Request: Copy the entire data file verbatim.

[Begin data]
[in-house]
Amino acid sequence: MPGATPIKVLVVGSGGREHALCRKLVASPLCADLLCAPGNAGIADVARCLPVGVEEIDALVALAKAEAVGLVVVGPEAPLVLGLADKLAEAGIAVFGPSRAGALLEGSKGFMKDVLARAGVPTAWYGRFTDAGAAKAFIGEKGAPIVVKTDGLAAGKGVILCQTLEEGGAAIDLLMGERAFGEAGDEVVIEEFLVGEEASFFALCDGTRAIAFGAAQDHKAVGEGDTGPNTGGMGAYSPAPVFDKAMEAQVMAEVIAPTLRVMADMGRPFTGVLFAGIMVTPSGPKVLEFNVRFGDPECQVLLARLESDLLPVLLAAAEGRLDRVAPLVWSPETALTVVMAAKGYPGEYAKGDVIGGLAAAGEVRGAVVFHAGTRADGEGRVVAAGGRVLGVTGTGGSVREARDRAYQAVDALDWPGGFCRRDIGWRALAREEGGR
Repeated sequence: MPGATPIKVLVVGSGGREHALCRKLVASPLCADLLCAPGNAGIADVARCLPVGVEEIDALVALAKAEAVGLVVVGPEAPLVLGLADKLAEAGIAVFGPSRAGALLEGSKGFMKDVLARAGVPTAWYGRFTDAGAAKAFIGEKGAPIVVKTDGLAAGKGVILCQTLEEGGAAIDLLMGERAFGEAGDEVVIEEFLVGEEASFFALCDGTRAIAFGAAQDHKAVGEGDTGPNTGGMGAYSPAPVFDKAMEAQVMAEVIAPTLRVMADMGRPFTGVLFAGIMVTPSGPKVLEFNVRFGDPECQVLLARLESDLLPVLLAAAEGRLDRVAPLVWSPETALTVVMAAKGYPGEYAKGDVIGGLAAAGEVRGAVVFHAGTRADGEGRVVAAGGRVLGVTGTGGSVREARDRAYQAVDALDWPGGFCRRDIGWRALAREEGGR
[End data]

[in-house]
Amino acid sequence: MPGATPIKVLVVGSGGREHALCRKLVASPLCADLLCAPGNAGIADVARCLPVGVEEIDALVALAKAEAVGLVVVGPEAPLVLGLADKLAEAGIAVFGPSRAGALLEGSKGFMKDVLARAGVPTAWYGRFTDAGAAKAFIGEKGAPIVVKTDGLAAGKGVILCQTLEEGGAAIDLLMGERAFGEAGDEVVIEEFLVGEEASFFALCDGTRAIAFGAAQDHKAVGEGDTGPNTGGMGAYSPAPVFDKAMEAQVMAEVIAPTLRVMADMGRPFTGVLFAGIMVTPSGPKVLEFNVRFGDPECQVLLARLESDLLPVLLAAAEGRLDRVAPLVWSPETALTVVMAAKGYPGEYAKGDVIGGLAAAGEVRGAVVFHAGTRADGEGRVVAAGGRVLGVTGTGGSVREARDRAYQAVDALDWPGGFCRRDIGWRALAREEGGR
Repeated sequence: MPGATPIKVLVVGSGGREHALCRKLVASPLCADLLCAPGNAGIADVARCLPVGVEEIDALVALAKAEAVGLVVVGPEAPLVLGLADKLAEAGIAVFGPSRAGALLEGSKGFMKDVLARAGVPTAWYGRFTDAGAAKAFIGEKGAPIVVKTDGLAAGKGVILCQTLEEGGAAIDLLMGERAFGEAGDEVVIEEFLVGEEASFFALCDGTRAIAFGAAQDHKAVGEGDTGPNTGGMGAYSPAPVFDKAMEAQVMAEVIAPTLRVMADMGRPFTGVLFAGIMVTPSGPKVLEFNVRFGDPECQVLLARLESDLLPVLLAAAEGRLDRVAPLVWSPETALTVVMAAKGYPGEYAKGDVIGGLAAAGEVRGAVVFHAGTRADGEGRVVAAGGRVLGVTGTGGSVREARDRAYQAVDALDWPGGFCRRDIGWRALAREEGGR